According to the study published in the journal Annals of Internal Medicine, supplements combining calcium and vitamin D may be linked to a slightly increased stroke risk. Pixabay

Researchers have found that intake of some vitamins, minerals and other dietary supplements may not benefit the heart and, in some cases, may even prove to be injurious.

According to the study published in the journal Annals of Internal Medicine, supplements combining calcium and vitamin D may be linked to a slightly increased stroke risk. However, there was no evidence that calcium or vitamin D taken alone had any health risks or benefits.

“Our analysis carries a simple message that although there may be some evidence that a few interventions have an impact on death and cardiovascular health, the vast majority of multivitamins, minerals and different types of diets had no measurable effect on survival or cardiovascular disease risk reduction,” said study lead author Safi U. Khan, Assistant Professor at the West Virginia University.

For the study, the researchers used data from 277 randomised clinical trials that evaluated 16 vitamins or other supplements and eight diets for their association with mortality or heart conditions including coronary heart disease, stroke and heart attack.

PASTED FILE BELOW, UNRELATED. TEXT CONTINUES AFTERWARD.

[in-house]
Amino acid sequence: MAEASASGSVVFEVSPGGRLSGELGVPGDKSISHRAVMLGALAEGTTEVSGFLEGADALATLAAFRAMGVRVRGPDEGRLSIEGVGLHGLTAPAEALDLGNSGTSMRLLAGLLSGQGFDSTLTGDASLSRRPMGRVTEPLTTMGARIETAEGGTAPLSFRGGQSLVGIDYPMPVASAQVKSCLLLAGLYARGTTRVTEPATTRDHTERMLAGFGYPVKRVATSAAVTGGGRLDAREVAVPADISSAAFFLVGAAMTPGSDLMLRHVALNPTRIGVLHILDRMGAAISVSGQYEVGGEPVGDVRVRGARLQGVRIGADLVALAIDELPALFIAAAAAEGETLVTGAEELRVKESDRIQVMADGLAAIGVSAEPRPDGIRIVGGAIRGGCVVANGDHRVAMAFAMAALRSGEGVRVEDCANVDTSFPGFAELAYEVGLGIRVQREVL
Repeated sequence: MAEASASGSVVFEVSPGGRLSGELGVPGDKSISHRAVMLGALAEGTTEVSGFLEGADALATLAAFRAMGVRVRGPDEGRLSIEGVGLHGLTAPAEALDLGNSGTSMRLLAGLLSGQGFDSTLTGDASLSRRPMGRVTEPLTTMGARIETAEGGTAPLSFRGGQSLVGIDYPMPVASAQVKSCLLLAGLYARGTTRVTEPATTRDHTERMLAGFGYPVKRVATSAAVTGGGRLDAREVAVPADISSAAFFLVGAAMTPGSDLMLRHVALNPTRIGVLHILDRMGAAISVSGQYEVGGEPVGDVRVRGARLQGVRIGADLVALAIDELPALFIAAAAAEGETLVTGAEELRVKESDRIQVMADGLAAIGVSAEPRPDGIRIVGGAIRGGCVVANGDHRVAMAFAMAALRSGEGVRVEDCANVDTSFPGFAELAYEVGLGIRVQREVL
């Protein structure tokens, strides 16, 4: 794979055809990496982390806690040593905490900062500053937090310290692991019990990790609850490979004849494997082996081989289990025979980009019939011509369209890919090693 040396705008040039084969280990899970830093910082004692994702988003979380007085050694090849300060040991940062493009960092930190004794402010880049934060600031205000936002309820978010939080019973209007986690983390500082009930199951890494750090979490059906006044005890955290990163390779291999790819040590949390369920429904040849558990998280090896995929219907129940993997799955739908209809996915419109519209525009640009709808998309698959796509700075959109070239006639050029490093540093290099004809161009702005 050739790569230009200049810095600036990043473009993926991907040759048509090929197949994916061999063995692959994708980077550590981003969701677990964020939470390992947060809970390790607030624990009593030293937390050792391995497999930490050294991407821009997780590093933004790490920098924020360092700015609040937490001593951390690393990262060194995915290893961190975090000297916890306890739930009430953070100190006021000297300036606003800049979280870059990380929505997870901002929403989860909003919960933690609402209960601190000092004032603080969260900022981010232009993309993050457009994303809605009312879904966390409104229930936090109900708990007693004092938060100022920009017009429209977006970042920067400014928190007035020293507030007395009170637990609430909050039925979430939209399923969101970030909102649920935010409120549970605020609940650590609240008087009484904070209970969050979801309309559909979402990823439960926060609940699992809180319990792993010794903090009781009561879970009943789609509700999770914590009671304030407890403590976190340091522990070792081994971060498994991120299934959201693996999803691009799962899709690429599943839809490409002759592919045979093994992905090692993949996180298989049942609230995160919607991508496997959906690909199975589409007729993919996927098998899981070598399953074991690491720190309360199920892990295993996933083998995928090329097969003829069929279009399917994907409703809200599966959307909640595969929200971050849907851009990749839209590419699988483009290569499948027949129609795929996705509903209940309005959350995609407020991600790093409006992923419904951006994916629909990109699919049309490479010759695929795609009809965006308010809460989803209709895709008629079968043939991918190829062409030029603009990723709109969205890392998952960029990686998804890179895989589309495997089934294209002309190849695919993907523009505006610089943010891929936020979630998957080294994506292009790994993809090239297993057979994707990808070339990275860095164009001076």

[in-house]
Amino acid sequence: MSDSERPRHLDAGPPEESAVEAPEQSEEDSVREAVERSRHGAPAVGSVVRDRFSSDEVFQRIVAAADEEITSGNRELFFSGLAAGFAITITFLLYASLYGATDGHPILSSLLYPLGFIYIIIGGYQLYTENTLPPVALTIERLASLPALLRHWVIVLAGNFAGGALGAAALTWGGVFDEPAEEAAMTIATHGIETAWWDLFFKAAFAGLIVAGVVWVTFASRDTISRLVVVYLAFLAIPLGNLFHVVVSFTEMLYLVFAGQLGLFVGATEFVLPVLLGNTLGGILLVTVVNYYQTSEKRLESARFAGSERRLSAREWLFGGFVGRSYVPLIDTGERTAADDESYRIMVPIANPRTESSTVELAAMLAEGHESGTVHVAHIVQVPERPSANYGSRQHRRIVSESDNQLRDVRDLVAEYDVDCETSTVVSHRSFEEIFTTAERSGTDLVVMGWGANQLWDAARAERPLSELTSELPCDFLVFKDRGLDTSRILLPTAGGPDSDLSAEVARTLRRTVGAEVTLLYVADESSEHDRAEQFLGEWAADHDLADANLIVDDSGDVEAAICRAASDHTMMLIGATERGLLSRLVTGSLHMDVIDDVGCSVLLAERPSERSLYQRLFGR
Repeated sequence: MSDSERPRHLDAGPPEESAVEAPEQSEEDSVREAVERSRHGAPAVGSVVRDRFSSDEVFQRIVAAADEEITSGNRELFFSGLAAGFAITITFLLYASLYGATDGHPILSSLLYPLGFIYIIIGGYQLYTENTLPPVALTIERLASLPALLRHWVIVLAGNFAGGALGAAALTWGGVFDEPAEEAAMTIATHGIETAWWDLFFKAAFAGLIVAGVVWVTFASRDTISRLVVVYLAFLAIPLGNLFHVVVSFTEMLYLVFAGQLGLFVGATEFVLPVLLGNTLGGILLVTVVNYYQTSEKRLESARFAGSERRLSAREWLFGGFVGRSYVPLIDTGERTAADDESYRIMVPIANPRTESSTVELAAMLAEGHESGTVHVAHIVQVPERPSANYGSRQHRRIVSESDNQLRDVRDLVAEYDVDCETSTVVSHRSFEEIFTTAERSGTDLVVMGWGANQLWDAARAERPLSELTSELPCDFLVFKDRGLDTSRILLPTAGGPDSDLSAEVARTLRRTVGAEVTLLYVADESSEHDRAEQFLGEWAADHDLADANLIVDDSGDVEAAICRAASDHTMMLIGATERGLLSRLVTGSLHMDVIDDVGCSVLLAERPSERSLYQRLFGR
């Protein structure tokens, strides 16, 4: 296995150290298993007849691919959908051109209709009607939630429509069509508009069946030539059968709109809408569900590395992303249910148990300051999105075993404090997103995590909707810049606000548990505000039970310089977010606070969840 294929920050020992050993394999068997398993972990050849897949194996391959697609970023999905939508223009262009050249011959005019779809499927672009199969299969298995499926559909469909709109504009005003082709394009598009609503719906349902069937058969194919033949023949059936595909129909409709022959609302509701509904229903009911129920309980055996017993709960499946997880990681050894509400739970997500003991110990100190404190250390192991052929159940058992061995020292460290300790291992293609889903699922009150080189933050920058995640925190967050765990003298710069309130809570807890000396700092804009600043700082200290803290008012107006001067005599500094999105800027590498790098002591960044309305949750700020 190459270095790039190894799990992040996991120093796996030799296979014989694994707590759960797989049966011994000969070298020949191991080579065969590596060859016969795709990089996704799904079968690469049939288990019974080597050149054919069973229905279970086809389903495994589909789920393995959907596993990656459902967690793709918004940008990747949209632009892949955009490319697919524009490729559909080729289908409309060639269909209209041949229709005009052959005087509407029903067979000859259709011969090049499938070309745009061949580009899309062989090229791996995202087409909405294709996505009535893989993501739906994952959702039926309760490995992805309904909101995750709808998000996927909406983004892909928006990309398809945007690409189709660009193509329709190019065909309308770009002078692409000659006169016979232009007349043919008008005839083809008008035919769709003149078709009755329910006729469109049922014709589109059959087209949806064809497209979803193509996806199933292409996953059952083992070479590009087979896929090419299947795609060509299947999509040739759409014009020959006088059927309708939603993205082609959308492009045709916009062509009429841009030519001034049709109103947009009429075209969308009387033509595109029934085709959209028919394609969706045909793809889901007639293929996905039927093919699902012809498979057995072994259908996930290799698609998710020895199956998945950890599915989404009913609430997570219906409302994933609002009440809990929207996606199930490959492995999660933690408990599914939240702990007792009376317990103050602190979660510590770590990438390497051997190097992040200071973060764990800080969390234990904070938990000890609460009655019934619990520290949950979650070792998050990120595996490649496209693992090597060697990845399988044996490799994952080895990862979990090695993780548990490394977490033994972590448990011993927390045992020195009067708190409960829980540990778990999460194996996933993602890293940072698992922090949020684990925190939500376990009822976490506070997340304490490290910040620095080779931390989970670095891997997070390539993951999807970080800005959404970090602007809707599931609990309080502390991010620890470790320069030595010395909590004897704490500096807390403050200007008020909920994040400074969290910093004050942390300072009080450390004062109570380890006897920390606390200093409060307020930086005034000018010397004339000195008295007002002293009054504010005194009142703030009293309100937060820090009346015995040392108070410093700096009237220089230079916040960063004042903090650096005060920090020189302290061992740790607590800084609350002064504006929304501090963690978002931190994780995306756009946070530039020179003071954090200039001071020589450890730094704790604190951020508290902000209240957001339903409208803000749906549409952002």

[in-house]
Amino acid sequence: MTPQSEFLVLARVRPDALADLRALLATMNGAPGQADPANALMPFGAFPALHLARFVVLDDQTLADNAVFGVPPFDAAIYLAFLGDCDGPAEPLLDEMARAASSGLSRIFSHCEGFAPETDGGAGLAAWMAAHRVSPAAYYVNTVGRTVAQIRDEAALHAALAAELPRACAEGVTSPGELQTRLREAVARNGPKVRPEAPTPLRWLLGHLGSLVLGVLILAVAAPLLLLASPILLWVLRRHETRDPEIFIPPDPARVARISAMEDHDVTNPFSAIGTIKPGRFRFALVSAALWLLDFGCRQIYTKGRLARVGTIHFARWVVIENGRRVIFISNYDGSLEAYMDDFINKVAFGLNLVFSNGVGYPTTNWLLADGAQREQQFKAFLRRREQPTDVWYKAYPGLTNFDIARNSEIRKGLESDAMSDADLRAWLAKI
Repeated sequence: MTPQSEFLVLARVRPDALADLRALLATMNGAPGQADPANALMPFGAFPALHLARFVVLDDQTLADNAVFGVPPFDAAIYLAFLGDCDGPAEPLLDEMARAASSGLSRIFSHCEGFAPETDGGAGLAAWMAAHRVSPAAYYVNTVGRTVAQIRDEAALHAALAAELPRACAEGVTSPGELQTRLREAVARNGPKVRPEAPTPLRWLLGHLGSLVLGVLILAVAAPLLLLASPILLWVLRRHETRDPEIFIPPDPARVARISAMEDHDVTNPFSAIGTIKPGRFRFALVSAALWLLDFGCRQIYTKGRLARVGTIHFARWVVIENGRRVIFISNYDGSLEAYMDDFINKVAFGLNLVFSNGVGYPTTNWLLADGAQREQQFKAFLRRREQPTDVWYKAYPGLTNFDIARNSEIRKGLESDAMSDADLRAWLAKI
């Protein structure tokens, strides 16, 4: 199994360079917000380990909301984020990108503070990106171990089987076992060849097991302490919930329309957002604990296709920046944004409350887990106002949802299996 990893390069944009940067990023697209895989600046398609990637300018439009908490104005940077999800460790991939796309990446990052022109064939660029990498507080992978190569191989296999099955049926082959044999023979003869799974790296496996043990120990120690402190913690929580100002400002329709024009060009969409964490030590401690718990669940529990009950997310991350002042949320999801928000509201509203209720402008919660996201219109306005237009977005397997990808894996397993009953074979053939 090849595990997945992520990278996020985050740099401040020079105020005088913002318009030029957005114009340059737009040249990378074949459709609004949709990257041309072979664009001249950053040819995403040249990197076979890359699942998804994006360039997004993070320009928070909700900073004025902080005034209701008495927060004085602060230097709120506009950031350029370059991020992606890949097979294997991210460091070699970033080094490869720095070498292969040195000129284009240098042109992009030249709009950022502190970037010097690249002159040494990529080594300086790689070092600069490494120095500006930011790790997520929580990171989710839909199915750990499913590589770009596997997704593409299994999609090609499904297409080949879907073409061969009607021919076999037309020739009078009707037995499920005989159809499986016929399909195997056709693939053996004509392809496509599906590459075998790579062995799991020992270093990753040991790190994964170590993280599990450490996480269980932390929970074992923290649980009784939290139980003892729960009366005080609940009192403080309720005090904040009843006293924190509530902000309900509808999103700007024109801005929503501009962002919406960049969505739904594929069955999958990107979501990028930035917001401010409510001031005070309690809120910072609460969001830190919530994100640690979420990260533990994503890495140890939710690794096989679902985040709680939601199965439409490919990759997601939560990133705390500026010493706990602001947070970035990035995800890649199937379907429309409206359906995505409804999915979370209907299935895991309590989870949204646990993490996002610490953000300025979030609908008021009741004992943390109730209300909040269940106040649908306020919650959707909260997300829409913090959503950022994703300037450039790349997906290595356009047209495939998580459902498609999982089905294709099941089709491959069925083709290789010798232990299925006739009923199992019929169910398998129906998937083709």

dietary supplements
“People should focus on getting their nutrients from a heart-healthy diet, because the data increasingly show that the majority of healthy adults don’t need to take supplements,” Michos said. Wikimedia Commons

They included data gathered on 992,129 research participants worldwide. The analysis showed possible health benefits only from a low-salt diet, omega-3 fatty acid supplements and possibly folic acid supplements for some people.

“The panacea or magic bullet that people keep searching for in dietary supplements isn’t there,” said senior author of the study Erin Michos from Johns Hopkins University School of Medicine in the US.

“People should focus on getting their nutrients from a heart-healthy diet, because the data increasingly show that the majority of healthy adults don’t need to take supplements,” Michos said.

According to Abhishek Singh, Consultant Cardiologist at Columbia Asia Hospital in Ghaziabad, dietary supplements do not have a measurably positive impact on cardiac health.

dietary supplements
The doctor suggested that people should include more green vegetables in their diet. Pixabay

“It’s more important to follow a healthy dietary regimen and avoid foods that are bad for the heart. Trans fatty acids are harmful and have to be curtailed. Refined sugars and simple carbohydrates are to be kept at a minimum,” Singh told IANS.

The doctor suggested that people should include more green vegetables in their diet. They are rich in vitamin K and dietary nitrates, which help protect the arteries and reduce blood pressure, he said.

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“Studies like this raise concerns about harm from calcium and Vitamin D supplement use. As far as Vitamin D supplements (without calcium) are concerned, there has been no evidence on whether it has any impact on cardiovascular disease risk reduction,” Anupama Singh, Senior Consultant, Internal Medicine at Vimhans Nayati Super Specialty Hospital in Delhi, told IANS.

“The quality of the evidence base of these various nutritional supplements and dietary interventions still needs to be evaluated to ascertain the effectiveness of the study,” she added. (IANS)